Epilepsy is a neurological disorder in which nerve cell activity in the brain signals abnormally. This disruption in the brain may trigger seizures or periods of unusual behavior, sensations and sometimes loss of consciousness.

Causes Of Epilepsy

Epilepsy has no definite cause in about 50% of the cases known, the other half can be identified by the following causes:

  • Genetic influence. Genes may play a part of the cause of epilepsy; certain genes may make a person more sensitive to environmental conditions that trigger seizures.
  • Head trauma.
  • Brain conditions. Brain tumors or strokes may cause epilepsy.
  • Infectious Diseases. Such as AIDS, meningitis, and viral encephalitis.
  • Prenatal Injury. Babies are sensitive to brain damage that could be caused by several factors, such as an infection in the mother, poor nutrition or oxygen deficiencies. This brain damage can result in epilepsy or cerebral palsy.
  • Developmental Disorders.


Diagnosis of Epilepsy

To diagnose epilepsy, the doctor will review your medical history, your symptoms, and confirm that you have had two or more seizures in a consecutive manner. The doctor will order several different tests to diagnose epilepsy and determine the cause of the seizures, these may include:

  • Electroencephalogram (EEG) – Electrodes will be attached to your scalp with a paste-like substance to record the electrical activity of your brain.
  • CT Scan (computerized tomography) – Using images of your brain through x-ray, this can reveal abnormalities in your brain, such as tumors, bleeding and cysts.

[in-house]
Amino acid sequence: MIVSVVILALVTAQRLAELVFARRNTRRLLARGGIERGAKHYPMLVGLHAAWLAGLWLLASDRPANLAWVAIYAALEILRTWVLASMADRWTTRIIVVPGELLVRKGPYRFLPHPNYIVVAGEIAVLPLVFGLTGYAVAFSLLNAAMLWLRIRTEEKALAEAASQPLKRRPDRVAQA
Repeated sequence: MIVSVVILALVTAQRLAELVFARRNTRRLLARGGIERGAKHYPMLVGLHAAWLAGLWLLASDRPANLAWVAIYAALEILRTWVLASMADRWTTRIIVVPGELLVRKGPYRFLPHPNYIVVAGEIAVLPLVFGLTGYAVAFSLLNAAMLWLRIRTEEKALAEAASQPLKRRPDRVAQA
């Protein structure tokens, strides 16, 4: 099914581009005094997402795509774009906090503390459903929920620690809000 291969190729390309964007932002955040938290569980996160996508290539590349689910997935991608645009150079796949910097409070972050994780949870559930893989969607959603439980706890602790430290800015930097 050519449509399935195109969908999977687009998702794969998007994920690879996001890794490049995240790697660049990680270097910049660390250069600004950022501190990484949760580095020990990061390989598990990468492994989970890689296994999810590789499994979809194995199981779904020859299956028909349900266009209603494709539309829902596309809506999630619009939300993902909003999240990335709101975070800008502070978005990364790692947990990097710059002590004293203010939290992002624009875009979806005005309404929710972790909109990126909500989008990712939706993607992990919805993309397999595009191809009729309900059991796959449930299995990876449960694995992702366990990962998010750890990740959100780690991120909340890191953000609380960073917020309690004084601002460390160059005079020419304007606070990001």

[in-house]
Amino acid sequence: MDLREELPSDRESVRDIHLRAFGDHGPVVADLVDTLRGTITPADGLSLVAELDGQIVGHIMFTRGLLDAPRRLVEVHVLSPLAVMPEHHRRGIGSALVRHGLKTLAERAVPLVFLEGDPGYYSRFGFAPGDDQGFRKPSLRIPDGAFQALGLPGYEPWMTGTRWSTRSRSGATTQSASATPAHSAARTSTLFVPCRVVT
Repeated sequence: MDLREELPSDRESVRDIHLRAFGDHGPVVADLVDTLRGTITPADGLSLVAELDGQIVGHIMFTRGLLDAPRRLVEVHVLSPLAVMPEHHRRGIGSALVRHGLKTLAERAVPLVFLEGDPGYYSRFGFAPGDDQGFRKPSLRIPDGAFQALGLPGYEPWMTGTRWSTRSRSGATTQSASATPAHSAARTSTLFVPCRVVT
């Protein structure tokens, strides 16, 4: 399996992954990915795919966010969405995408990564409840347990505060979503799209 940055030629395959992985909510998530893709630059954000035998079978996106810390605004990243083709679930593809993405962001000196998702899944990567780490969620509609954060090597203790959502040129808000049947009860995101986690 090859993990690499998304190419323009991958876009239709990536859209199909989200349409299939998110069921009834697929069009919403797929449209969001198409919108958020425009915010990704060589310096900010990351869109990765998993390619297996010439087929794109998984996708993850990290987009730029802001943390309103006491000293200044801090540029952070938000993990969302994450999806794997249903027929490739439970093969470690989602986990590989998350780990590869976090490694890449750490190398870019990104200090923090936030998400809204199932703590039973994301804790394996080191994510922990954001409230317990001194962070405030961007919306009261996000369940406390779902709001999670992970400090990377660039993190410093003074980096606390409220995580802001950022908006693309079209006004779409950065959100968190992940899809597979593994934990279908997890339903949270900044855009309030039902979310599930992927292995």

• MRI Scan (magnetic resonance imaging) –Powerful magnets and radio waves to create a detailed view of your brain, may help to detect lesions or abnormalities in your brain.
  • Neuropsychological testing – Your doctor will make an assessment to determine which areas of your brain are being affected.

Treatment for Epilepsy

Epilepsy cannot be cured, but can be controlled by medication. Medication is often the first treatment used in a conservative manner. The medications are prescribed based on the type of seizures and epilepsy that has been diagnosed. Controlling seizures with medications may have a positive impact on the quality of life.

Surgery, performed by a neurosurgeon, may be needed if medication is not controlling the epilepsy. This surgery usually involves removing or resecting the abnormal area of the brain that is causing seizures. Those patients who are not surgical candidates may qualify for a vagus nerve stimulator, which helps control the onset of seizures.




This page is intended to be educational, but does not take the place of your physician or surgeon’s advice for your specific procedure or treatment. You should always consult with your doctor if you have questions or concerns.

Call Michigan Head & Spine Institute at 248-784-3667.


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